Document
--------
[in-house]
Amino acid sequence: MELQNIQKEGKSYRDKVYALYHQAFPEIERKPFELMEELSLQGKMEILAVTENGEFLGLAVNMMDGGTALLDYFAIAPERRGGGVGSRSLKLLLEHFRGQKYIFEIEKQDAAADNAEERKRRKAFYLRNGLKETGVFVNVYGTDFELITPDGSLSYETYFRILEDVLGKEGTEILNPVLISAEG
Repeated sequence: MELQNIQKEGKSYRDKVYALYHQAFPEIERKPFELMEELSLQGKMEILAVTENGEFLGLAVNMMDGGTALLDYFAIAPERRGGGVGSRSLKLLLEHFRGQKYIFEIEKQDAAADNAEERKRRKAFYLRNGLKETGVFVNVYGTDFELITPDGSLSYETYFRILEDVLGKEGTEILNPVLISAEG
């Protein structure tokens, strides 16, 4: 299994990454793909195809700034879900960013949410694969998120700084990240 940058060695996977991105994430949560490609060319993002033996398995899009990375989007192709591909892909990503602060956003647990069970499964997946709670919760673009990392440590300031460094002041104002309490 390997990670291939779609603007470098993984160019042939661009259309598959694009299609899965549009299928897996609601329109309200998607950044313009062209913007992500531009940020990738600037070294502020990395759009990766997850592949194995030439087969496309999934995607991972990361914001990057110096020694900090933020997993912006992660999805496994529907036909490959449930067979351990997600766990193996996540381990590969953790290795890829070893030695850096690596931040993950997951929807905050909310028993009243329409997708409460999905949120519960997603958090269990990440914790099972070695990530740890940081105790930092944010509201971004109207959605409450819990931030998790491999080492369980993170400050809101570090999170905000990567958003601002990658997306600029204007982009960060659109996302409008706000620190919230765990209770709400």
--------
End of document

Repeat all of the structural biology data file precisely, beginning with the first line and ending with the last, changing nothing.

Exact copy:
[in-house]
Amino acid sequence: MELQNIQKEGKSYRDKVYALYHQAFPEIERKPFELMEELSLQGKMEILAVTENGEFLGLAVNMMDGGTALLDYFAIAPERRGGGVGSRSLKLLLEHFRGQKYIFEIEKQDAAADNAEERKRRKAFYLRNGLKETGVFVNVYGTDFELITPDGSLSYETYFRILEDVLGKEGTEILNPVLISAEG
Repeated sequence: MELQNIQKEGKSYRDKVYALYHQAFPEIERKPFELMEELSLQGKMEILAVTENGEFLGLAVNMMDGGTALLDYFAIAPERRGGGVGSRSLKLLLEHFRGQKYIFEIEKQDAAADNAEERKRRKAFYLRNGLKETGVFVNVYGTDFELITPDGSLSYETYFRILEDVLGKEGTEILNPVLISAEG
């Protein structure tokens, strides 16, 4: 299994990454793909195809700034879900960013949410694969998120700084990240 940058060695996977991105994430949560490609060319993002033996398995899009990375989007192709591909892909990503602060956003647990069970499964997946709670919760673009990392440590300031460094002041104002309490 390997990670291939779609603007470098993984160019042939661009259309598959694009299609899965549009299928897996609601329109309200998607950044313009062209913007992500531009940020990738600037070294502020990395759009990766997850592949194995030439087969496309999934995607991972990361914001990057110096020694900090933020997993912006992660999805496994529907036909490959449930067979351990997600766990193996996540381990590969953790290795890829070893030695850096690596931040993950997951929807905050909310028993009243329409997708409460999905949120519960997603958090269990990440914790099972070695990530740890940081105790930092944010509201971004109207959605409450819990931030998790491999080492369980993170400050809101570090999170905000990567958003601002990658997306600029204007982009960060659109996302409008706000620190919230765990209770709400």